Some people were more conservative than others, and some weren’t even religious. However, there were strong forces trying to push people into living more pious lives.

Something that was considered sinful by the majority of the municipal council was the consumption of alcohol. At the time, Norwegian municipalities could refuse by law to sell beer in grocery stores, and this applied to where I lived.

This meant everyone had to place orders for beer by mail service. The closest vinmonopol was also around 3 hours away by car. This Norwegian law was not scrapped until 2003.

I guess the assumption is when alcohol is less available, people will drink less. Although I strongly suspect this had the opposite effect, mainly because people ordered in larger qantas.

But also because people seemed to consume more hard alcohol and home brew. There were numerous wild parties (bygdefester) with extremely heavy drinking.

Double standards

Some parents were quite creative in the attempt to keep children away from sinful activities. An example is when we had dance classes at school. This was traditional Norwegian folk dance, and not exactly cheek to cheek.

Nonetheless, some conservative parents felt the school was exposing children to sinful activities. The school, of course, had no choice because it was part of Norway’s standard curriculum.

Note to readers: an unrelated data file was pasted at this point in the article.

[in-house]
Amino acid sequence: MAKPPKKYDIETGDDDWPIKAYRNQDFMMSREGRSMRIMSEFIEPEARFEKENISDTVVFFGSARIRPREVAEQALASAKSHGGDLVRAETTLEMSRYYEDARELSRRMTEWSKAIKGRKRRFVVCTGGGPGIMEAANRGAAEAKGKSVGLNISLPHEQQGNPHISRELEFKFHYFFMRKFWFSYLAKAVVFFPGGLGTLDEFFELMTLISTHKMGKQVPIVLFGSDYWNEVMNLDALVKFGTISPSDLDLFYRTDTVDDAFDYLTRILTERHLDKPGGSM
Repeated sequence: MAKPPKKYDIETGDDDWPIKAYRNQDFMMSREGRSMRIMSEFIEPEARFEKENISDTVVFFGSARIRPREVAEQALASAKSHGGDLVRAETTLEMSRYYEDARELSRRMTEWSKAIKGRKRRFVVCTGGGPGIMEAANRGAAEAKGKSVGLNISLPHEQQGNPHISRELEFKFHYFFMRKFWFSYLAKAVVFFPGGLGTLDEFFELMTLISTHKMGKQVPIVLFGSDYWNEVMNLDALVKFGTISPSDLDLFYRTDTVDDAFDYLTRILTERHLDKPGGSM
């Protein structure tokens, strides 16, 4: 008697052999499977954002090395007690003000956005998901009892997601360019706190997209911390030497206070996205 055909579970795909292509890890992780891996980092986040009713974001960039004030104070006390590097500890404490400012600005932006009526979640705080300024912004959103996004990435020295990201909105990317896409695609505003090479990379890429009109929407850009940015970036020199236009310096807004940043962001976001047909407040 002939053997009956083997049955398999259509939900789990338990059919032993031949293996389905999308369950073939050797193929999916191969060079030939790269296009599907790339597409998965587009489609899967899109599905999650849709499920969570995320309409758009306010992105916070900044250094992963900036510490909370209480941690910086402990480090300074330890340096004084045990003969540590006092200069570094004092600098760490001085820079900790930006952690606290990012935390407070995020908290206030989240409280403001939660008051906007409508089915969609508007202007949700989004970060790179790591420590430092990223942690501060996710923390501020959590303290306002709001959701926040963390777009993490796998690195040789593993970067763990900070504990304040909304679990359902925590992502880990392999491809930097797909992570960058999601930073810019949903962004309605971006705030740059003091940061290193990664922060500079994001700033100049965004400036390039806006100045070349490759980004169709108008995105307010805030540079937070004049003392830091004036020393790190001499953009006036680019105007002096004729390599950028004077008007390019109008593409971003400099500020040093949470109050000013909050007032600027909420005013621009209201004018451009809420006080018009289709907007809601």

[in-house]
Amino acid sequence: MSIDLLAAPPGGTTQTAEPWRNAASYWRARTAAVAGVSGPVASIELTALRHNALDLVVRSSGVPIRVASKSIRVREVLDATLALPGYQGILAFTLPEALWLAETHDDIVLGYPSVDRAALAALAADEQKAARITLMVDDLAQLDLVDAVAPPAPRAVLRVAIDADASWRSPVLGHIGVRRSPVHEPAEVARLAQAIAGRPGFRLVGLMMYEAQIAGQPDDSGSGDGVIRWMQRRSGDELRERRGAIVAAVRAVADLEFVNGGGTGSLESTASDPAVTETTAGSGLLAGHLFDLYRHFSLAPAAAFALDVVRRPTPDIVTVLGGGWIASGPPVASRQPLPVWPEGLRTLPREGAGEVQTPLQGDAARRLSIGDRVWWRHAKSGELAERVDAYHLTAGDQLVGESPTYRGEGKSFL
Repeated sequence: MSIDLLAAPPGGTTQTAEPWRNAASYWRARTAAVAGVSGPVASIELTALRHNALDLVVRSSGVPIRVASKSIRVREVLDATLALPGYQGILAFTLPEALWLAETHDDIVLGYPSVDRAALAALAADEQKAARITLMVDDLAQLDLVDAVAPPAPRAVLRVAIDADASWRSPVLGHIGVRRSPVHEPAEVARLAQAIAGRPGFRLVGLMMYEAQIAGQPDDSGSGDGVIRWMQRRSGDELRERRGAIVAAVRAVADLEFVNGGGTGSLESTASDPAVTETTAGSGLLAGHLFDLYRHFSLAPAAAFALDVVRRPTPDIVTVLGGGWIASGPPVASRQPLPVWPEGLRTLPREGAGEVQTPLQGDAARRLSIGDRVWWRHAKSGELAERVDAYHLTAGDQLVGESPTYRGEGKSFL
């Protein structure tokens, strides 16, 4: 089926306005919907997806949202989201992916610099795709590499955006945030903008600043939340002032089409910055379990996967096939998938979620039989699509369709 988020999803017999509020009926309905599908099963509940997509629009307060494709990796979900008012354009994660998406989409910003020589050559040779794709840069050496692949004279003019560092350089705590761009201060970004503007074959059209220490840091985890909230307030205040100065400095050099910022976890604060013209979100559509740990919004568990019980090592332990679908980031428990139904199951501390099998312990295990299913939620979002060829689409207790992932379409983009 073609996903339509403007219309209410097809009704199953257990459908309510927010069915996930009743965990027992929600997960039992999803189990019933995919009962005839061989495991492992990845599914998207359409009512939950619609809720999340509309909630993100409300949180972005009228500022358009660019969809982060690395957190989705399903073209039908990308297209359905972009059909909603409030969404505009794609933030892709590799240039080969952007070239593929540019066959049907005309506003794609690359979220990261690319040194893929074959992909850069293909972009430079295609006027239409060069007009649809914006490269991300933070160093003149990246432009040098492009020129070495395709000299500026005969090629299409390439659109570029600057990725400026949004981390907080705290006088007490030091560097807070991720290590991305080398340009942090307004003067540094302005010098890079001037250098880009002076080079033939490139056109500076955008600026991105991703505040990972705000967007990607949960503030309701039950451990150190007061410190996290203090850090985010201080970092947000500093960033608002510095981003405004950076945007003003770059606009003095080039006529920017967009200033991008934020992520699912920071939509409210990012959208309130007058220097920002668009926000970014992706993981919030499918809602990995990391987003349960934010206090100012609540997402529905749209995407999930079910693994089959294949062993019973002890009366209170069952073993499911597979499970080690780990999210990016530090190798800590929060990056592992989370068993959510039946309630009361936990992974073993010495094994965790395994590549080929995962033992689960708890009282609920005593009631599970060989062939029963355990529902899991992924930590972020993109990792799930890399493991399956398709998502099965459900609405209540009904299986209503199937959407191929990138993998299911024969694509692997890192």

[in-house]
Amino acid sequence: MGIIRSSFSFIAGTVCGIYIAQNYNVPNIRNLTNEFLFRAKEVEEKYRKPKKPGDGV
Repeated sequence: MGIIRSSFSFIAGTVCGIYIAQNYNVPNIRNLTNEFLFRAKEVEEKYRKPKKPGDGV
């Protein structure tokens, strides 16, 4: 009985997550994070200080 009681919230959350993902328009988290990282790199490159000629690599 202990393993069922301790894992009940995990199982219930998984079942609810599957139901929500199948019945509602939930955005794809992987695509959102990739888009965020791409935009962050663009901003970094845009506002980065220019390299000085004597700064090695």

The compromise, in the end, was to rename this course from “dancing” to “rhythm play”. Even if the education was unchanged, this was perceived as less sinful.

It was extremely hard to stand out

I never know of anyone who was gay when I grew up. The majority also lived in nuclear families with children, and hardly anyone got divorced.

If you did something out of the ordinary, people started to gossip. When a girl chose a humanist confirmation and not Christian, this was practically scandalous.

In a society where you always think about what the neighbors would say, it is extremely hard to stand out. And if you do, you usually keep it to yourself.

Most people probably weren't aware that the community practised some sort of social control that was very efficient, in order to keep the society homogenized.

The dark side of the Bible belt

Nowadays, Norwegian children learn about other religions, humanism and spirituality. But when I grew up, religious education in primary school in Norway was solely “Christianity”.

And even though some parents weren’t Christian or religious at all, they didn’t speak up or even question the way Christianity was taught at school. This was probably because schools back then were perceived as an authority.

Most children believe what they are told, and especially when not encouraged critical thinking.And when belief systems are taught as an absolute truth in combination with creating fear, this also makes indoctrination possible.

I wouldn't say the school did this deliberately, but no one seemed to realize the effect all the talk about Hell and the Devil could have on the most sensitive children.

I remember when I answered a question on a test something like “Hell is a place where you will suffer excruciating pain forever.”

The teacher didn’t seem to think about how a 5-grader could believe such a thing, and how deep a fear it could create. The fact is it sounded so frightening I refused to participate in dance class because I thought it was sinful.